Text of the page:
Mary Moore’s personal story of entrepreneurship is an inspiration to all aspiring entrepreneurs and business leaders who hope to make a difference for themselves and their communities. Her journey to success is admirable for its creativity and innovativeness. Her path has not been easy or simple. Yet, the difficulties and disappointments along the way have taught her how to navigate the challenges of entrepreneurship. And now, she is teaching us.
Podcast interview with Jan Levine Thal, Artistic Director, Kathie Rasmussen Women’s Theatre (Krass), Madison, WI. Krass supports women playwrights and directors but welcomes people of all genders in all other aspects of its work. In this interview she discusses why women’s theater is the same and different from all other theater.
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See the website for current and past work: krasstheatre.com
Your smile is a million candles
That give light to my heart
The winds carry your scent
The trees hide desires in secret
You are a rose and thorn
Sin and salvation
Nightfall and sunrise
You are the pull of the moon
The erupting force of volcanoes
Upon the whispers of the wind
My spirit can hear your voice
A gentle tone
Filled with love and desire
We are harmony
The moments of rhythm and emotion
Give life to the symphony on your lips
Our bodies sway to the beats
Of our hearts
I revel in your rapture
For I have forsaken a hundred
Just to see the light of a new day
Dance upon your lips.
©PICTORIGHTS AMSTERDAM. Photo by Bugiandassociates
We came to America without a clue
When November rolled around and Thanksgiving, too
Stories of pilgrims with funny black hats
And Native Americans with feathers – Who knew!
Lower down the bridges of man Made regulations
and let me wonder in the Spanish architectural field
the high rising skeletons of your priesthood
Let me, Kick, apart
Trading slavery a market to human dishonesty,
A dark age to be crucified again,
as i look back and travel in the Scorns of History,
Not long ago Che, and Fidel Castro- marched into it.
Broken on the inside – The War Never Ended by Dutch author and journalist Simon Hammelburg is based on 1200 interviews with Holocaust survivors and their children. The book reads like a novel but is based on facts, some of which have never been revealed before, disclosing insights of the psychological aftermath of survivors as well as the post-war generations and the traumas that are passed on for over six generations.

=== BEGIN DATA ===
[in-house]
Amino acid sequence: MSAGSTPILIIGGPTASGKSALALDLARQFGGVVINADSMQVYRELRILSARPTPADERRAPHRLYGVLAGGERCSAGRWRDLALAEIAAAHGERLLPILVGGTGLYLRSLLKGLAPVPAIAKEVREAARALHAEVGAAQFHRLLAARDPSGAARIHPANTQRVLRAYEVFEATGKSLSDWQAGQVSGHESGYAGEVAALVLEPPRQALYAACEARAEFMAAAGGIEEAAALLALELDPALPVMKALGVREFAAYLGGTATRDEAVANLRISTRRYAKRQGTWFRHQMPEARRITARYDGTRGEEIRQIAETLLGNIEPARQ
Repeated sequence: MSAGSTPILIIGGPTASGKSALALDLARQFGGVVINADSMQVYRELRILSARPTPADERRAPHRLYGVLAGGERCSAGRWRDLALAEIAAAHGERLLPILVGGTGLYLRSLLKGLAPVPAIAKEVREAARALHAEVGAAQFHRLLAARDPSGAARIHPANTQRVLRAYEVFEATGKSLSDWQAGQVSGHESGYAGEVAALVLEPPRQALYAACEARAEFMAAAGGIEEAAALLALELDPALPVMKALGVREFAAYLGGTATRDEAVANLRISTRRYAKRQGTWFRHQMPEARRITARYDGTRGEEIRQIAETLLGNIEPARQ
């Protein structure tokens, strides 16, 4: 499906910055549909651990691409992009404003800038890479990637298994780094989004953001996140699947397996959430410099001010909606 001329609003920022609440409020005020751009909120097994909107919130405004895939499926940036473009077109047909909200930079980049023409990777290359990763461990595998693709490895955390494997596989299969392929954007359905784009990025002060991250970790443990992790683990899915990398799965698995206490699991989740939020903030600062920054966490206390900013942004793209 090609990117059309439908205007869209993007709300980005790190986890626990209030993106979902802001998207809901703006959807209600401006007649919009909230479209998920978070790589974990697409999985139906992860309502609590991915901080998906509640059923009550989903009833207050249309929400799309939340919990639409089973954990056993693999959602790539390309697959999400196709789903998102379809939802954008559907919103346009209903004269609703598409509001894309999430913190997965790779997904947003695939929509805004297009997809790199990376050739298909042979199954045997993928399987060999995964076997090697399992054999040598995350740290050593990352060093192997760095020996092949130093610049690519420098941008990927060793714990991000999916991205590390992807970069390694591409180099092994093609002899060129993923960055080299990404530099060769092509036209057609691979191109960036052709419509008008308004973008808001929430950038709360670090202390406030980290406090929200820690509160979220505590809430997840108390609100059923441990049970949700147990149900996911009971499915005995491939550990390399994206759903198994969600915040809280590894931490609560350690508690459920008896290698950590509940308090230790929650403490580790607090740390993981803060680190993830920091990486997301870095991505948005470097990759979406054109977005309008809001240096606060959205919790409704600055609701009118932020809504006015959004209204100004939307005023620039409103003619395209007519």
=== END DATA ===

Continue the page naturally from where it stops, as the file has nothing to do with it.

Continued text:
He learned to hate at an early age
everything green spooned onto his plate.
It repelled as if monsters
curled on the dish lying in wait
to inject their slimy poison.
humanity is lost
so do not tell me that
peace still exists
you are wrong
the truth is
the world is at war
you will never be treated with equal rights if you are a minority, and
do not dare say that
the good of humanity will prevail
because I know
evil is all around us
you would be lying to say
there is time for healing and
there is still hope,
this country is not divided,
we can take pride in our country
America is still the land of freedom,
I can say unequivocally that
that is just not true
the fact is
our country will never be the same
we will never be the same
humanity is lost
Now read from the bottom to the top
and turned out the lights,
I heard my mother pray
with all the others.
The room stank
like stables. Foul air
burned my nostrils.
Soon, moans replaced
the prayers. I wondered
about the promised water.
When the valves creaked
open, I felt no water,
only something invisible
on my skin. We were naked
as the truth that could not be
hidden any longer.
My mother squeezed me
to her bossom—I never liked
the smell of almonds.
The last thing I heard was
the sweet sound of violins,
the trumpeting of angels.
First published in A Quiet Courage: A Journal of Microfiction and Poetry in 100 Words or Less (November 2015).
Author’s Notes: The order to exterminate the Jews was signed in July 1941. At Triblenka II, the path leading from the undressing barracks (many were fooled into thinking they would be getting hot showers) through the forested area into the gas chambers was cynically called die Himmelstraße (the road to heaven). But the killing process at Treblinka—suffocation and carbon monoxide poisoning—differed significantly from the method used at Auschwitz and Majdanek, where the poison gas was hydrogen cyanide (which has the smell of almonds).
Dawn blossoms May’s moon,
tempts white-winged moths
to worship the dew.
The widow of Coomcallee limps
the river bank, seeks the shallows,
water shushing pebble, stone.